This is my kind of baking

This is my kind of baking

Mint Chocolate Cookies

Ingredients:

  • 1 box of chocolate devil’s food cake mix
  • 2 eggs
  • 1/2 c. vegetable oil
  • 1 bag of andes mints OR mint truffle Hershey kisses

Method:

  1. Preheat oven to 350 degrees. Mix the first three ingredients together until well combined. Scoop each cookie out with a large spoon or a cookie spoon works best, you want at least a tablespoon of dough for each cookie. Round out each cookie into a ball with your hands, make a small depression on the top of the cookie ball and place 2 inches apart on a parchment lined cookie pan (or use a baking mat).
  2. Bake about 7 or 8 minutes, no longer – you don’t want to overcook these. Take them out of the oven and place your mint kiss or Andes mint on top of each cookie, then put back into the oven for 30 seconds-1 minute. Remove from the oven, and with the back of a spoon or a butter knife, gently spread the mint (which will be melty) over the top of the cookie. Let the cookies cool on the sheet, then transfer the sheet to the fridge and let the mint chocolate glaze set before eating. Or eat them immediately like I did. Whatever.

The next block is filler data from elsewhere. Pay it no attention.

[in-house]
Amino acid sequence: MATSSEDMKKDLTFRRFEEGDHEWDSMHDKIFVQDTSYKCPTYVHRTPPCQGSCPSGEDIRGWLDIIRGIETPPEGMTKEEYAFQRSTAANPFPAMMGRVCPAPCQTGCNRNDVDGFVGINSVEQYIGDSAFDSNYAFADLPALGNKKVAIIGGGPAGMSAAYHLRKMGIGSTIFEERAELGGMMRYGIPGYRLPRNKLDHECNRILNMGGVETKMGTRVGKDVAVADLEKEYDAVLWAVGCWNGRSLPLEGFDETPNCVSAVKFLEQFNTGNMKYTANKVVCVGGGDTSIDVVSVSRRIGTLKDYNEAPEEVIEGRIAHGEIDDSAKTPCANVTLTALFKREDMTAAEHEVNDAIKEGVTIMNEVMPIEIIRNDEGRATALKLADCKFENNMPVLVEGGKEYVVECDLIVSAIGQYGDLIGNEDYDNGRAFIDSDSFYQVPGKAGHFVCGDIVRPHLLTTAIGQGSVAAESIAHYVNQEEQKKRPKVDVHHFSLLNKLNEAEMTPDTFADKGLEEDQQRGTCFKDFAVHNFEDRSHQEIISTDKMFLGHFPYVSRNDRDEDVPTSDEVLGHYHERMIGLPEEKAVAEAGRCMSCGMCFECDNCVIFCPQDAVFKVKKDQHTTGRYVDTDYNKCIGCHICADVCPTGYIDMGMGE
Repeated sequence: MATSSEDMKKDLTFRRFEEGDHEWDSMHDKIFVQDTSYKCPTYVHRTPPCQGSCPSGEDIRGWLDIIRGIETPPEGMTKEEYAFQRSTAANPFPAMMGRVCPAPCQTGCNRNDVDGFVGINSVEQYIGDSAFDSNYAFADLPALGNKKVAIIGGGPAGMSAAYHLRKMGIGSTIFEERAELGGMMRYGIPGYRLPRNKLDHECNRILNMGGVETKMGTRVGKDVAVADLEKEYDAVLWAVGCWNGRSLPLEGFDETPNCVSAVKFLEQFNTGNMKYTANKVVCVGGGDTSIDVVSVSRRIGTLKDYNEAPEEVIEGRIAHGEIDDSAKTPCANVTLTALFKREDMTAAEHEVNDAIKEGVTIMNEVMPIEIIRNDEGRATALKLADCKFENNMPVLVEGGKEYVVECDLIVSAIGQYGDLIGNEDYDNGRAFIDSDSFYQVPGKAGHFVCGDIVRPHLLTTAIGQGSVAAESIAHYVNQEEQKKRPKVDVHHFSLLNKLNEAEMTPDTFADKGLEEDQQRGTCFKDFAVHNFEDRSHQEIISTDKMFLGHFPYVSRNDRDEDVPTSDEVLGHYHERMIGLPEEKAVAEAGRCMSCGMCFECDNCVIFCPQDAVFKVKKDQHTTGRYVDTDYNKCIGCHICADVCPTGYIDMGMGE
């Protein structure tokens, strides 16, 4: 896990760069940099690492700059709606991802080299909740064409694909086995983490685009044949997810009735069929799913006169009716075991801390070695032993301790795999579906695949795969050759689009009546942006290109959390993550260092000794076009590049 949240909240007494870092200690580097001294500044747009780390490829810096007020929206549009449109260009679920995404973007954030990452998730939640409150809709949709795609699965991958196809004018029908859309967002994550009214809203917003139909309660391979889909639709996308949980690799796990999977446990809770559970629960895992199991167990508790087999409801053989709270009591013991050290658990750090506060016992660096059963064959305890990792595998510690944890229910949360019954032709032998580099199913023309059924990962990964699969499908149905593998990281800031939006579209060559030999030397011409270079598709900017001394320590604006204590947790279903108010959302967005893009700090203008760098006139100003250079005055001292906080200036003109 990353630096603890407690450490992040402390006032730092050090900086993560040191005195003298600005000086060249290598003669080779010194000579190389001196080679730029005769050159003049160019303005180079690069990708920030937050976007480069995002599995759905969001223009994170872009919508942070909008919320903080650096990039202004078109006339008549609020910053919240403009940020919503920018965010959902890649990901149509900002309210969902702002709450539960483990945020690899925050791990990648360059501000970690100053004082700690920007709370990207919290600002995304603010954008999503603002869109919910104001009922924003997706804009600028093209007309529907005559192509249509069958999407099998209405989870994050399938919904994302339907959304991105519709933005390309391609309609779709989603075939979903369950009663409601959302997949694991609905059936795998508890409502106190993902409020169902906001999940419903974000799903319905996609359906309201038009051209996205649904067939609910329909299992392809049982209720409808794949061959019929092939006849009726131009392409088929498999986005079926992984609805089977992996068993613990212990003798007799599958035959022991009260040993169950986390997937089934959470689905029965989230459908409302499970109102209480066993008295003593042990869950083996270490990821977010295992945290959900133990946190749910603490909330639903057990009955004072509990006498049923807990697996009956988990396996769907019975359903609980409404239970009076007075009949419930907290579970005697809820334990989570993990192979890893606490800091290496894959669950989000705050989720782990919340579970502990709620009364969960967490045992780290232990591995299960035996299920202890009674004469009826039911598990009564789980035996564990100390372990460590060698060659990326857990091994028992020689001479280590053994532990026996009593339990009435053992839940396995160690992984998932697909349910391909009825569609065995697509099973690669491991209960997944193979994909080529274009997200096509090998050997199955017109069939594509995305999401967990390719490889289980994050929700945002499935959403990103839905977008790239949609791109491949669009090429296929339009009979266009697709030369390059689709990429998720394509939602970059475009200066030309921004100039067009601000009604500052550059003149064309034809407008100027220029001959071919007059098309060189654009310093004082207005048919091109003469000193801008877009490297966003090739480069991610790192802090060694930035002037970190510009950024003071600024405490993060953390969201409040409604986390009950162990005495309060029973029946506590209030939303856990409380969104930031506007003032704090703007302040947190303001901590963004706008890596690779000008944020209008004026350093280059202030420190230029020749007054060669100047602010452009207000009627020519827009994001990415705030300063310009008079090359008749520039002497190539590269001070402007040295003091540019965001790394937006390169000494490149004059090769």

mint cookies done

These are awesome. Seriously. This is now my go-to cookie. They are headache free. The hardest part was trying to find Andes mints, which are surprisingly scant. But the mint truffle Hershey kisses were actually great here in their place.  The second hardest part was not being able to share them with the dogs.

mint cookies and dog